They began to set a date for the next hearing, and the government lawyers said they would need at least two weeks to prepare. The ACLU lawyer said that two weeks was a long time to keep people in detention without knowing what would happen to them. The government lawyers agreed, but couldn’t say if it was likely they would continue to keep people in detention or not.
The ACLU lawyer asked for a list of everyone currently being detained, since they didn’t even have accurate numbers of how many people it was (though he guessed 100-200 people).
The government lawyers replied that was “more difficult that it sounds”. !!!!
The judge said, “Why don’t you work it out.” You could hear her trying hard to suppress her eye roll. She then said that the whole point of this stay was to maintain the status quo, and that “it was not unduly burdensome to identify the people in the stated class”.
The eventual dates they settled on for the future was: Feb 10 for the government to file papers. The ACLU said they could respond within 48 hours. The government asked for a further seven days to prepare a respond to that, with the next hearing to take place on Feb 21.
(And what we saw when we came out of the courthouse)
TL;DR – the stay was granted! No one is being kicked out of the US right now! It applies nationwide! :D
Unfortunately only temporary and the ultimate fate of this people is yet to be decided. It also only covers people already in the US or who were in transit at the time of the ruling. :(
I am the other part of the we that was there; I am also not a lawyer. The fourth condition for granting the stay is what was likely to happen to the case when ultimately decided on the merits. Basically, the ACLU has a reasonable case so it made sense to ask for a stay.
The judge’s tone throughout was kind, patient (aware the gov’t lawyers were in a bad position) but clearly completely revolted by the EO and the lack of preparation on the gov’t side. She underscored that yes, obviously, the people in the class were obvious at threat of irreparable harm. She was deeply snide when the gov’t tried to avoid questions to this effect.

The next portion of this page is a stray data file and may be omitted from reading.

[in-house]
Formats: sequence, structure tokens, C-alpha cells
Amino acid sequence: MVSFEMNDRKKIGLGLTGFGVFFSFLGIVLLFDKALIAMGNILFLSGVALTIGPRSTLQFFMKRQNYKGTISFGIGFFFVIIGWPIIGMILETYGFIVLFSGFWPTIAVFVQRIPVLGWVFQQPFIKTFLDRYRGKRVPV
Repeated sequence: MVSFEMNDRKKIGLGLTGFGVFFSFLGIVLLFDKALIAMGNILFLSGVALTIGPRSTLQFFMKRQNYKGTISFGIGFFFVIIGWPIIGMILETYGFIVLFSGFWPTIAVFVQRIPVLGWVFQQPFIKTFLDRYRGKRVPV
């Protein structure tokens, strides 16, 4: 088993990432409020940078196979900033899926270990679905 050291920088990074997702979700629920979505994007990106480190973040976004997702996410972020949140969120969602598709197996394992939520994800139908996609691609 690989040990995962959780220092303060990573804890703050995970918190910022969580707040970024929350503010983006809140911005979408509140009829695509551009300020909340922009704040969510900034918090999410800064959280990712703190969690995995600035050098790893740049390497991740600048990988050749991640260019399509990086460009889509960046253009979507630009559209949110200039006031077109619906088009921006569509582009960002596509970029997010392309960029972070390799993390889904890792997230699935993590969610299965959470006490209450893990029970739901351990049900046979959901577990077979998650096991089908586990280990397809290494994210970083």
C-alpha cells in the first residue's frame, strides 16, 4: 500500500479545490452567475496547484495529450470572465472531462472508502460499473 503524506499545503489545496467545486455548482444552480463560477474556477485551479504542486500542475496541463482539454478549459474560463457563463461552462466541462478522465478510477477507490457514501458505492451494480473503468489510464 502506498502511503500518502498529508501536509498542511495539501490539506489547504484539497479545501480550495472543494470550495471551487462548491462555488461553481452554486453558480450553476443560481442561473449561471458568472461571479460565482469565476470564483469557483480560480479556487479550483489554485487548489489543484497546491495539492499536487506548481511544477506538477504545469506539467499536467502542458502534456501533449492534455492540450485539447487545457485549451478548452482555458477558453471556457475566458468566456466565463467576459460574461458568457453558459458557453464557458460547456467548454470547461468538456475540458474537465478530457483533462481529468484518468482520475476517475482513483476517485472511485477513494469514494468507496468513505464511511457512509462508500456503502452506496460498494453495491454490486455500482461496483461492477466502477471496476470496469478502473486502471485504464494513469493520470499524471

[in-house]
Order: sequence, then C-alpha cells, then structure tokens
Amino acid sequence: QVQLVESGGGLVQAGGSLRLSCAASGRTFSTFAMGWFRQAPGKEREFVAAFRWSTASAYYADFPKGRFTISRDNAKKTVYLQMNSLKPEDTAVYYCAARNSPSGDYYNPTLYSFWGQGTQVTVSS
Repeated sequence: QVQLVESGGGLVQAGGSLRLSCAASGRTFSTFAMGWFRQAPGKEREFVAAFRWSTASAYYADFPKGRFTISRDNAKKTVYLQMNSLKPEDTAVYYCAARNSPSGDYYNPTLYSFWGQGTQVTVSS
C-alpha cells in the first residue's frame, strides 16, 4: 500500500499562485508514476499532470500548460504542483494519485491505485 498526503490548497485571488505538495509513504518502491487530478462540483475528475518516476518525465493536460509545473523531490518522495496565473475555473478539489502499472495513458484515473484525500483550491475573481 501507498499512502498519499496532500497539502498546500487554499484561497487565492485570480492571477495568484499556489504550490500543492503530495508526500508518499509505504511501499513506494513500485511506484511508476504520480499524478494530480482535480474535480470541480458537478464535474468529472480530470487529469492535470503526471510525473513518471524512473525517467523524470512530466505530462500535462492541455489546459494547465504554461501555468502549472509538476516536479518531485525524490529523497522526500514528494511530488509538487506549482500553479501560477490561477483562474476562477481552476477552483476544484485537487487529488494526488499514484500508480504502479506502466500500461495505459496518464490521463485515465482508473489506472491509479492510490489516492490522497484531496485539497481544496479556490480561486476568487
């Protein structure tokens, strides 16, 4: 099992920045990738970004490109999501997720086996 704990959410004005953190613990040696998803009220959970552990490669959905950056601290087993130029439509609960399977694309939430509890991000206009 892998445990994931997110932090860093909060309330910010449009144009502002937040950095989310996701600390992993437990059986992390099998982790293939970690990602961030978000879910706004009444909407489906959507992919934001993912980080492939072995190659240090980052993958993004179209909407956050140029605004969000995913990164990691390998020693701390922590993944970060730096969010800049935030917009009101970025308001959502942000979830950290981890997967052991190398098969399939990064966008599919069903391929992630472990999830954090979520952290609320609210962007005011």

Also of note,ACLU was like “we can respond to anything you need us to within 48 hours” and the gov’t people were like “we need weeks.”
When we left the court room, we all had to get our phones back out of the check in the lobby, and we were held together as a group until we were released outside (court staff and security were super kind and cheerful with us, btw at all points in the interaction). As we walked towards the glass front of the building with our thumbs up everyone started cheering madly outside. They made a corridor of cheering people for us to exit through and everyone was patting the people out on the back. I have never experienced a crowd like that in my life (and I’m a performer). It was overwhelming, hard not to cry, very beautiful, and we hadn’t done anything but be the people who were able to get there and show the court that the world was watching. It was beautiful and gave me hope after a pretty dire 24 hours.
I also want to note that protesters were great throughout at making sure lawyers and press got in, silencing the crowd for announcements, etc. Over the course of the event I found out that people outside included my Tremontaine S2 cowriter, my old roommate, my ex and his wife, and an old friend Livejournal.
As Brigdh notes, we only got to this because we saw a tweet and were in the area. Protest is the new weather. If you’re potentially able to go, dress for it. Good shoes, warm clothes, granola bars in purse.